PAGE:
This would be the theme for most of my college career as a member of a Black Greek letter organization. I didn’t get the sisterhood I so desperately desired, but I did get a lot of attention. Attention that I thought was good at the time. Guys saw fresh meat and jumped at the opportunity to seduce a neo or two with the promise of the perfect Black Greek couple. Girls saw social status and were suddenly vying for the bestie position, offering to type your papers, buy your boyfriend sneakers, blow their meal plan feeding your entire chapter, just about anything to gain some favoritism. One really sick method for weeding out potential interests was to pressure a young girl to engage in sexual activity with a male member of a BGLO and then blackball her for being a salacious trollop when she obliged. And for the girls who did pass our sick challenges, they were left to endure the consequences of our unresolved trauma. I would continue on this way until my own suspension, tearing young Black women down in the name of sisterhood. Promising them some imaginary rebuilding process at the end, one that I knew didn’t exist because I hadn’t even experienced it myself. As I found myself cloaked in a candlelit room, kneeling at an altar and swearing oaths, I thought to myself, what part of sisterhood is this? In my adolescence, I didn’t have the foresight to know better. These were adult decisions being made by a group of children, no wonder it costs some of us our lives. I wasn’t bothered by my suspension, I saw it as a much needed break from my organization. What did bother me was how quickly the same people who “made” us were so eager to abandon us.
“This is a non-hazing, non-pledging organization” they regurgitated. One woman in particular who rarely missed an opportunity to trek down those basement steps was spearheading the reprimand party. “What on earth would cause you all to participate in something like this??” She barked. “Is that the spirit of sisterhood?” As far as I knew, yes, and so did she. The hypocrisy was too much, I was over it. Over her. Over lying to myself. Over lying to young girls who would give anything to join the fold. I had risked everything in the name of my organization and year after year I couldn’t figure out why.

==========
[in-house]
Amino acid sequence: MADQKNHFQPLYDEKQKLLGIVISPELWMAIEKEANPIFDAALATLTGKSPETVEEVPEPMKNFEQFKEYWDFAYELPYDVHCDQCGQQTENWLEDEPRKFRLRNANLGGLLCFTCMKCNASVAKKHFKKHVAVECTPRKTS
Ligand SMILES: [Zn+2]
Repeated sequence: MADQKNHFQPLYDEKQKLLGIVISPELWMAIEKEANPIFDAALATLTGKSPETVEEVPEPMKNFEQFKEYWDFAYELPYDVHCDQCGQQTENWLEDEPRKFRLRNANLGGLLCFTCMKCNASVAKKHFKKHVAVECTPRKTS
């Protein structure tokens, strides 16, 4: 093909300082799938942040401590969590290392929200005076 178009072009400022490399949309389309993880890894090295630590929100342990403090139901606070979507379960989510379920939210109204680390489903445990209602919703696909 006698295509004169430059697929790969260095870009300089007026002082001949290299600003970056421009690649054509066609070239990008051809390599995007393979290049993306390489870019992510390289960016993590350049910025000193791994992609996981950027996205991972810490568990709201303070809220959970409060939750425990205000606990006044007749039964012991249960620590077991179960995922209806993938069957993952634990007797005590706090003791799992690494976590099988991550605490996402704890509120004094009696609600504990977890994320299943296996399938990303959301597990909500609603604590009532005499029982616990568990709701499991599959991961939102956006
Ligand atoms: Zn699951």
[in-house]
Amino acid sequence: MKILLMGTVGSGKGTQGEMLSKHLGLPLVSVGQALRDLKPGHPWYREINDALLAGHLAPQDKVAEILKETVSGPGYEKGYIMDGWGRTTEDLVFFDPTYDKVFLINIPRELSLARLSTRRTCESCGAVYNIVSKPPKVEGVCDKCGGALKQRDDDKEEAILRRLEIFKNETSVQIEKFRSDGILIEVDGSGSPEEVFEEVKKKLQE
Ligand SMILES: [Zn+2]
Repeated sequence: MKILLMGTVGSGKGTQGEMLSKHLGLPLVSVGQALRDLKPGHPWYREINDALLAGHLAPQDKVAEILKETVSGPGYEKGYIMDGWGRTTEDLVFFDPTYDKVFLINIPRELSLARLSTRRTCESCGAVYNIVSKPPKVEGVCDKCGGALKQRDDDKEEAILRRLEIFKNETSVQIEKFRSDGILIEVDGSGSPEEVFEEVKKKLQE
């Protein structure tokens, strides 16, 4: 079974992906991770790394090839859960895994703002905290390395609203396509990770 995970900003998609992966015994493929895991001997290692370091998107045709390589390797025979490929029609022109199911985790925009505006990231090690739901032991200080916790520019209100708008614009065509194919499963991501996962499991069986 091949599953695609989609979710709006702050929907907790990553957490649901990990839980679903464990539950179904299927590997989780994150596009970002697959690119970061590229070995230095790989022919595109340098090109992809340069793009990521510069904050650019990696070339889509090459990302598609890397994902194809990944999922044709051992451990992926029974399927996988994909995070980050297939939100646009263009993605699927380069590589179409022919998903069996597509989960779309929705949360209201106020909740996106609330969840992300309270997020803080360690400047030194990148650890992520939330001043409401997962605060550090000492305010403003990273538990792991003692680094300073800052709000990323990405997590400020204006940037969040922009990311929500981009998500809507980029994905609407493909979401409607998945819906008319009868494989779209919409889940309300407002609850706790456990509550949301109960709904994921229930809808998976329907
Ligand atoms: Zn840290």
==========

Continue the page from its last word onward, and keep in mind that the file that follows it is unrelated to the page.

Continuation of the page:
Ultimately, I would denounce my affiliation fully, a request my organization would deny on paper. Oddly enough, you got in the same way you left, when they said you could. But they didn’t own me anymore so it wasn’t their call and I removed every aspect of the organization from my social life. Unfortunately, ridding myself of the affiliation didn’t do anything to rid me of the fear. Even in therapy sessions when the topic would come up, I shied away. Still protecting their secrets under the twisted guise of loyalty and discretion. Encountering young women who would likely follow the same path in search of a community that wasn’t healthy enough to foster their growth and remaining quiet. I watched them covet membership to organizations that proudly proclaimed Black lives matter while staying mute about the many Black lives they’d claimed along the way. To the young women who came to me seeking answers and guidance, I apologize for denying you the truth. Yes, Greek life isn’t for everybody and if we were honest about what it entailed upfront more people could make that determination on their own.
To those who will discredit my experiences by arguing that I’m bitter, I say that you’re right. I am bitter. I’m bitter that people my mother’s age thought it their right to beat me mercilessly for weeks all while singing the praises of an organization who would turn a blind eye to the abuse of young Black women. I’m bitter that I paid to be a hypocrite. I’m bitter that I was led to believe that how much pain I could endure had any bearing on how devoted a sister I could be. I’m bitter that I celebrated elitism and the intentional cultivation of hierarchy amongst Black people. I’m bitter that I believed my affiliation would give me any leg up in the real world, an affiliation I often had to explain during interviews with white employers who couldn’t have cared less. I’m bitter that I allowed fear to keep me bound to an oath I was too young to understand.
For those who will say that their experience was nothing like mine, I’m happy for you. I wouldn’t wish my experience on my worst enemy. It changed me and the women with whom I stood arm in arm permanently. Some of us will never recover. To those of you who will say this is some personal vendetta, I understand that you need to believe the best about your organization. It’s part of your conditioning. But this is no vendetta, this is liberation through transparency and no one has the right to abuse me and then silence my pain. Some of you will wish death on me because you’ve been bred to see violence as a means to an end. Some of you will spend hours scouring the internet to find any sort of personal information to invalidate my claims. I hope your organization is compensating you for all your hard work. But this is my story to tell, whether your bylaws approve of it or not. And if it keeps even one young woman from sacrificing herself to uphold the reputation of an organization that wouldn’t save her if she were dying, literally, than I’d say it was all worthwhile.